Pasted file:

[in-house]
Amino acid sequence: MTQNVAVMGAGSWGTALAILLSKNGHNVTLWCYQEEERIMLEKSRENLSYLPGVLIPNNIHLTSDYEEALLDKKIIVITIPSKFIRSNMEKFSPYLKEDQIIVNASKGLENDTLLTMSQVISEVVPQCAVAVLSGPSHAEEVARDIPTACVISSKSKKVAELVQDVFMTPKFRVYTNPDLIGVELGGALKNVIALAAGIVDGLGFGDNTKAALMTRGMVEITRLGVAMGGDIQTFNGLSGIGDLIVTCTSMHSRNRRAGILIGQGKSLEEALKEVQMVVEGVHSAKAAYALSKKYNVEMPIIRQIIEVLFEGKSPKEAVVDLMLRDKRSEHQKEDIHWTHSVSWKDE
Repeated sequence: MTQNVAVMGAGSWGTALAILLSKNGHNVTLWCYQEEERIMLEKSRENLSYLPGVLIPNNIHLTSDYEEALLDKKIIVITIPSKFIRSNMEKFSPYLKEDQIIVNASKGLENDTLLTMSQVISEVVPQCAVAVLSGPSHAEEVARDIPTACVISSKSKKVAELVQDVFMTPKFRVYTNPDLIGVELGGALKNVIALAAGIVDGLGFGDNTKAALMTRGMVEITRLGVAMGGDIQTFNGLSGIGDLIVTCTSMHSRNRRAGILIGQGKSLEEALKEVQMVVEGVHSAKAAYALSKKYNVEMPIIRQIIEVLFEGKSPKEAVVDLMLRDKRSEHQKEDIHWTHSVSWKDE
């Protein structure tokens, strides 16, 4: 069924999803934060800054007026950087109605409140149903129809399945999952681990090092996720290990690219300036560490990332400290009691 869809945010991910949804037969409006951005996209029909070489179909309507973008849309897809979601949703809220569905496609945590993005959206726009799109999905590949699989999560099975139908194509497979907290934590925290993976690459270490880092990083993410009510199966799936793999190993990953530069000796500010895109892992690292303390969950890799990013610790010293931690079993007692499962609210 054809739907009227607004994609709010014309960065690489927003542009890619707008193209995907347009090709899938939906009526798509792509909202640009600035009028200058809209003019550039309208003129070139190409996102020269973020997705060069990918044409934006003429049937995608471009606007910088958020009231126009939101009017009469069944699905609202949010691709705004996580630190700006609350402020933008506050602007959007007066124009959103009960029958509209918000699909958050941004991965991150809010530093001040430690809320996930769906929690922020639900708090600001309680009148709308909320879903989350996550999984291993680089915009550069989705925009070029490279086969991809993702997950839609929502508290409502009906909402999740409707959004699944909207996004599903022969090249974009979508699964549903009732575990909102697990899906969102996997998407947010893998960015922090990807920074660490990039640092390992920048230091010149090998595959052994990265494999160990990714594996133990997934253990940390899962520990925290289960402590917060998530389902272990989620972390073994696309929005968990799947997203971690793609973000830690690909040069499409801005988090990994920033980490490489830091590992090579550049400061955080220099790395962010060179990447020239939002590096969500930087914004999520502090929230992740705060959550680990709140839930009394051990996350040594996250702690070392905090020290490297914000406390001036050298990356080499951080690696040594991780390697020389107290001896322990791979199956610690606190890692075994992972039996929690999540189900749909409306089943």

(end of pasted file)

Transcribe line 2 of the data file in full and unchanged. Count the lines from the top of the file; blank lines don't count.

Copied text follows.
Amino acid sequence: MTQNVAVMGAGSWGTALAILLSKNGHNVTLWCYQEEERIMLEKSRENLSYLPGVLIPNNIHLTSDYEEALLDKKIIVITIPSKFIRSNMEKFSPYLKEDQIIVNASKGLENDTLLTMSQVISEVVPQCAVAVLSGPSHAEEVARDIPTACVISSKSKKVAELVQDVFMTPKFRVYTNPDLIGVELGGALKNVIALAAGIVDGLGFGDNTKAALMTRGMVEITRLGVAMGGDIQTFNGLSGIGDLIVTCTSMHSRNRRAGILIGQGKSLEEALKEVQMVVEGVHSAKAAYALSKKYNVEMPIIRQIIEVLFEGKSPKEAVVDLMLRDKRSEHQKEDIHWTHSVSWKDE